Hyaluronic Acid: Everything You Need to Know SKINTASTIC

Hyaluronic Acid: Everything You Need to Know

Hyaluronic acid is the key to instantly plumping fine lines and making skin look glowy. It can be found in everything from serums to sheet masks and even injectables—but what exactly is it? We asked dermatologists to give us the 4-1-1 on hyaluronic acid, including the right way incorporate it into your skin care routine.

What is HA? Hyaluronic acid (HA) is a sugar found naturally in our skin that holds water and helps keep it hydrated and plump. The HA within our bodies holds a thousand times its weight in water to not only retain all that moisture in our skin and joints, but also prevent all that moisture from evaporating into the air, according to Dr. Lily Talakoub, a dermatologist at the McLean Dermatology and Skincare Center.
Just like collagen and elastin, the amount of naturally-occurring hyaluronic acid in our bodies decreases as we get older. There are, however, ways to help stimulate production of HA in our bodies. “Diet affects the skin significantly,” says Dr. Howard D. Sobel, a dermatologist in New York City. “Eating fruits and veggies with lots of antioxidants protect the skin from inflammation in turn helps the skin retain it.”

Ultra-Hydrating Hyaluronic Acid Serums
HA is a powerful humectant. When used in skincare products like creams and serums, hyaluronic acid brings moisture to the surface of your skin. “Because of its ability to draw and hold water, it can be used as a humectant in your skin care regimen,” says Dr. Rachel Nazarian, a dermatologist at the Schweiger Dermatology Group in New York City. “It continually keeps skin moisturized throughout the day.”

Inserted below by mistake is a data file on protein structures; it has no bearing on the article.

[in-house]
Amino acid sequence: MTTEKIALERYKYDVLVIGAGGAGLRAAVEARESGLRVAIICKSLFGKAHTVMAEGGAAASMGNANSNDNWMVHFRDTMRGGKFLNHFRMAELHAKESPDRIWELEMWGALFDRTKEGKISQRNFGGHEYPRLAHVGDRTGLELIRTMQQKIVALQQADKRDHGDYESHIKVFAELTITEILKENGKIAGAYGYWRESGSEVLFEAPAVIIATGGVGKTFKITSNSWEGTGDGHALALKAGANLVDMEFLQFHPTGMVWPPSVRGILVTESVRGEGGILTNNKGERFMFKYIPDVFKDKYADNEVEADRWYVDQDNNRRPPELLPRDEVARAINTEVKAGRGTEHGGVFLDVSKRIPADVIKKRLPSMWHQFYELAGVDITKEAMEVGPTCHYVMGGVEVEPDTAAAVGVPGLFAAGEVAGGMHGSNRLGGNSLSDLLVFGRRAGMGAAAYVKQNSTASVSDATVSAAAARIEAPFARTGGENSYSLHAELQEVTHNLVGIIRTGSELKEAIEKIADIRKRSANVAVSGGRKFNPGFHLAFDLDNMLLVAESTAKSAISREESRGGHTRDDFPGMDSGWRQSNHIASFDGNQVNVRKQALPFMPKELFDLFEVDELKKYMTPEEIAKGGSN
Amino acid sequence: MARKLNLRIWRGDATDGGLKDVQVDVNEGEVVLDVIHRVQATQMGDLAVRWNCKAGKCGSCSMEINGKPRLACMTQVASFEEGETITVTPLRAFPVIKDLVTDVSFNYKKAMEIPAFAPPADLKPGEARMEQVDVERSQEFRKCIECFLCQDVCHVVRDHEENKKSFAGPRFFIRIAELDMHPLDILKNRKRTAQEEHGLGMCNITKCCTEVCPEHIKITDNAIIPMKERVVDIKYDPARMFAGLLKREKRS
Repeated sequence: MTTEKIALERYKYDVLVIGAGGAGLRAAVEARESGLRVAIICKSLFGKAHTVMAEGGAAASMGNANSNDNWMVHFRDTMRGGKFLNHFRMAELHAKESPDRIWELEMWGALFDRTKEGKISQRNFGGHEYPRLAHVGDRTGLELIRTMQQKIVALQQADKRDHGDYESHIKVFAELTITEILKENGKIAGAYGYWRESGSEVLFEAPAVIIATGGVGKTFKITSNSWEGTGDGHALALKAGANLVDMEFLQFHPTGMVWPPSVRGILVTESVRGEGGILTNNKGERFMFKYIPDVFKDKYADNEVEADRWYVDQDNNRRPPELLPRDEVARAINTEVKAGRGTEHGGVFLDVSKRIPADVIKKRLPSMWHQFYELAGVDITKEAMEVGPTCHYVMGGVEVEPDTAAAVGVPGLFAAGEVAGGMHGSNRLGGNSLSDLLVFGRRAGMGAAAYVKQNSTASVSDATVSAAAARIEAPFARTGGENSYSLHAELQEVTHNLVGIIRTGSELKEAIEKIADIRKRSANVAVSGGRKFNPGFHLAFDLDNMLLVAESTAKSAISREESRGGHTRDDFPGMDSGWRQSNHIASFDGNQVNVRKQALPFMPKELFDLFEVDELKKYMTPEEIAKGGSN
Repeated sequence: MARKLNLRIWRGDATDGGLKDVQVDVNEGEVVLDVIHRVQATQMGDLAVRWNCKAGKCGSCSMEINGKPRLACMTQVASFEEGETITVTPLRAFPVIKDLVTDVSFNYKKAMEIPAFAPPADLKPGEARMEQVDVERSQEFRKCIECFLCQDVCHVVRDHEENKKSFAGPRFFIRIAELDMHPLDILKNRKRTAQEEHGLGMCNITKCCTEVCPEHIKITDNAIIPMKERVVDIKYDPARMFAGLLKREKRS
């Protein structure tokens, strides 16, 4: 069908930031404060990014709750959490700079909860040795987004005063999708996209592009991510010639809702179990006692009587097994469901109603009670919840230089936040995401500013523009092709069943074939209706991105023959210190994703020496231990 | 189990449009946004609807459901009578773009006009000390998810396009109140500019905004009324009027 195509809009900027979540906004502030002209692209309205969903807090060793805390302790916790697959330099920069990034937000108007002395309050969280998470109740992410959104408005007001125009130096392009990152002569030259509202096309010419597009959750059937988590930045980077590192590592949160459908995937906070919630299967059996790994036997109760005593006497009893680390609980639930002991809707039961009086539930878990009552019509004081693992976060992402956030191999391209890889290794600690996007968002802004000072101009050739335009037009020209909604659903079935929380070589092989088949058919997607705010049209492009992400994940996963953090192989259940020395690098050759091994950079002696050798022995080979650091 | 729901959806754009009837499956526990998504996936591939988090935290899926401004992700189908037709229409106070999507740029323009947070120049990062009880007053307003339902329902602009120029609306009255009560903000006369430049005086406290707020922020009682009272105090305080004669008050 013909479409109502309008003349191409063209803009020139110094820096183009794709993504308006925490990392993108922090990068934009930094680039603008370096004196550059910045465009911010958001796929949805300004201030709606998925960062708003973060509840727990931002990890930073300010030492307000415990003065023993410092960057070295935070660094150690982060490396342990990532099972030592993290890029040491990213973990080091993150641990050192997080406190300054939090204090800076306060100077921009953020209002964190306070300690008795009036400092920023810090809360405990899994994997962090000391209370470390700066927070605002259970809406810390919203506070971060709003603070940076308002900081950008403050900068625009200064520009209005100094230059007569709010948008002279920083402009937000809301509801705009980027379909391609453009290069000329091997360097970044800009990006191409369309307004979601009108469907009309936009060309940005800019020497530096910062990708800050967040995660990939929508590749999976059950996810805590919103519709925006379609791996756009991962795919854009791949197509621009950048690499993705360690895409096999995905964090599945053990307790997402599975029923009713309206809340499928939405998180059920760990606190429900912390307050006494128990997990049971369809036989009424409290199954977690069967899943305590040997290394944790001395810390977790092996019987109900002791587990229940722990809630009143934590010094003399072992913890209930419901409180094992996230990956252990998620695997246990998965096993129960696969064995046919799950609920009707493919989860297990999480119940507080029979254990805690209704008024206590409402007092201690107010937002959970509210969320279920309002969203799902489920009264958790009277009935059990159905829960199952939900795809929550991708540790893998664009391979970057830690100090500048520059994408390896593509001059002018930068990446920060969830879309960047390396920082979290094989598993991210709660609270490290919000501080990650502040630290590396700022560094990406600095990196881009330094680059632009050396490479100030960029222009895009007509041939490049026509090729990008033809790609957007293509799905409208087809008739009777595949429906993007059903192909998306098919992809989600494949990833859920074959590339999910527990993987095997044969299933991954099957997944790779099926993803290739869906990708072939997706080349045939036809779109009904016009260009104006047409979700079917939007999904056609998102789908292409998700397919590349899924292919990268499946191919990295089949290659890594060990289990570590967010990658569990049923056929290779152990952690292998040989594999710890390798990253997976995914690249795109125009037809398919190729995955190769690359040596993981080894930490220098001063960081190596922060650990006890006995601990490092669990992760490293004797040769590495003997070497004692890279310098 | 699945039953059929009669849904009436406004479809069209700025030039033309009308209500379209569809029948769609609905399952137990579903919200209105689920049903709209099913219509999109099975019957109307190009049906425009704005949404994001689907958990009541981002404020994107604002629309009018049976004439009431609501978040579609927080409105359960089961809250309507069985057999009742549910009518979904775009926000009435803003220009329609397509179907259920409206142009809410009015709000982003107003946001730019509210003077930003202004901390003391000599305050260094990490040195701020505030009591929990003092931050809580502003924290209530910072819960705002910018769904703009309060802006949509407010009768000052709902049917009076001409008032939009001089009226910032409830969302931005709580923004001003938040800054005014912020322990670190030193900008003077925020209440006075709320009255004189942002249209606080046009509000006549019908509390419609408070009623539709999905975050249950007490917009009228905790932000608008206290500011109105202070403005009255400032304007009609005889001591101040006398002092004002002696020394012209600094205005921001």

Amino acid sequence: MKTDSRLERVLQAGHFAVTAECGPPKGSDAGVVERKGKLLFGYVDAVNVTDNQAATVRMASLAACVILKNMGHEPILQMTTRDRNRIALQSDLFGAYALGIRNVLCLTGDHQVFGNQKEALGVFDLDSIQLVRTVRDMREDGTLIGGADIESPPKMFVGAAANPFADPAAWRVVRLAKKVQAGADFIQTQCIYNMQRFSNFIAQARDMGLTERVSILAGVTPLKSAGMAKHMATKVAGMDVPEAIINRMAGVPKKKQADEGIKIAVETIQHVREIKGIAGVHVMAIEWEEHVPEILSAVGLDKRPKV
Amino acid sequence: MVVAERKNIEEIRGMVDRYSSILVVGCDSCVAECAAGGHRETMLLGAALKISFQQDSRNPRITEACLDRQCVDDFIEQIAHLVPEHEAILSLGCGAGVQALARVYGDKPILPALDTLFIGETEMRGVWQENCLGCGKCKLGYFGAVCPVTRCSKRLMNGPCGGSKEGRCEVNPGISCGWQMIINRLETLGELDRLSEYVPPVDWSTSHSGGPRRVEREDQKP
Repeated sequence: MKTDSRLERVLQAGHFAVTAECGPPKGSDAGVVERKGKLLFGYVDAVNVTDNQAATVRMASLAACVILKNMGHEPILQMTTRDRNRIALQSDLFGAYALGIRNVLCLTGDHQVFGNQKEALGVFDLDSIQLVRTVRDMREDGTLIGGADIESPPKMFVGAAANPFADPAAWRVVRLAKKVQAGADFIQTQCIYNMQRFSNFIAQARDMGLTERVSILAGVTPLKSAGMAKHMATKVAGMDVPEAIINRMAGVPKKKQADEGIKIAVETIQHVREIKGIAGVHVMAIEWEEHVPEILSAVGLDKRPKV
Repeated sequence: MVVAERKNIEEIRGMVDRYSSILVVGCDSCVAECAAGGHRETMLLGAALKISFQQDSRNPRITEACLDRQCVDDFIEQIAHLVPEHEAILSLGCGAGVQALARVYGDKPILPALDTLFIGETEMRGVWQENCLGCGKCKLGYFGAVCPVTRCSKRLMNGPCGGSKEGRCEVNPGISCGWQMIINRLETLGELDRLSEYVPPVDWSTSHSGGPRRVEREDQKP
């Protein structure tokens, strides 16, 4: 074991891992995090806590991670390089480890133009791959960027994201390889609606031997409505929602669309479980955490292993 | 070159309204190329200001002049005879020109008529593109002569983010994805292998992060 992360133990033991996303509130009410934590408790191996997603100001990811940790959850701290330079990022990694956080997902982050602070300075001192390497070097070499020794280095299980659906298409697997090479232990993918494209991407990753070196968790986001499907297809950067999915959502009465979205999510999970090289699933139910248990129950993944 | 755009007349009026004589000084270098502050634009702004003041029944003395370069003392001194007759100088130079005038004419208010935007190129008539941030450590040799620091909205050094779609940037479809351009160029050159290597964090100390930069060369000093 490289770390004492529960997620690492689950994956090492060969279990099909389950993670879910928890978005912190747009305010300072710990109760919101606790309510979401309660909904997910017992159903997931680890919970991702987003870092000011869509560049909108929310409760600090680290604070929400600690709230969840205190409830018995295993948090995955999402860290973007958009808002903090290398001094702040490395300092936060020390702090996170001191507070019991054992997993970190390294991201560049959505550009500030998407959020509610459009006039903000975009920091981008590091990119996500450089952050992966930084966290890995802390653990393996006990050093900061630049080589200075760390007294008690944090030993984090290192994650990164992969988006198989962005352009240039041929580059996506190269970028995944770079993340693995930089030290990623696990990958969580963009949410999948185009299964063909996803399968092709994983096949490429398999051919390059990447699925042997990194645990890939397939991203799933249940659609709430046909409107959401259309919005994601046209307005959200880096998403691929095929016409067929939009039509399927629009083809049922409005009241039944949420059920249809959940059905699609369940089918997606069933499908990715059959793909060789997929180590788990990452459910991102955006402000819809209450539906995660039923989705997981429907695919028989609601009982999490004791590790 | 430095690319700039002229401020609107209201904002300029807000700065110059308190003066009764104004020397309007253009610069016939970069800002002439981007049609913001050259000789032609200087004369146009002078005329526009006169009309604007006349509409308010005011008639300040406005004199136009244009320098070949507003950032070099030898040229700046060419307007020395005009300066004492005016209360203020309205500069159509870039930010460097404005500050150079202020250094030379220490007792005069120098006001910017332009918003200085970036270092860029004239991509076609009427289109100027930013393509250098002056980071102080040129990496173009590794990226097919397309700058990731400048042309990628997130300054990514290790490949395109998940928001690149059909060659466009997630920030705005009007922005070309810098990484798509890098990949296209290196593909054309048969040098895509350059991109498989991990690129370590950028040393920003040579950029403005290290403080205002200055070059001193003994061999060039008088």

“As a topical [product], as long as it is in the right formulation, it will make the skin appear more dewy and younger because it improves skin elasticity,” says Dr. Kavita Mariwalla, a dermatologist in New York City and the founder of Mariwalla Dermatology. Hyaluronic acid is so powerful at pulling moisture to the surface of your skin, you likely don't need to use it in more than one product in your routine.

Hyaluronic acid plays well with most other ingredients and can be paired with peels, retinols, vitamins, and other acids. Nazarian says the only exception would be acids with low pH levels, like glycolic acid, because it may degrade the HA and make it ineffective.

But picking the right hyaluronic acid product is tricky. The molecule is often times too large to effectively deliver hydration deep into skin layers. “[See] where the molecule is micronized or if the HA is in a vehicle that penetrates the skin in order to be effective where it needs to be,” she says. “Otherwise you are just putting it on top of the skin without it being helpful.”

Hyaluronic acid used incorrectly can also dehydrate your skin. The molecule needs water to plump, but without any moisture on the surface of your skin or from the air, it will pull the water from deep inside your skin. This is easy to counteract, though. Try applying the serum on damp skin, then quickly topping it with a cream. HAs are best used under a more occlusive moisturiserr to trap in the water-binding effects of the acid. 

Back to blog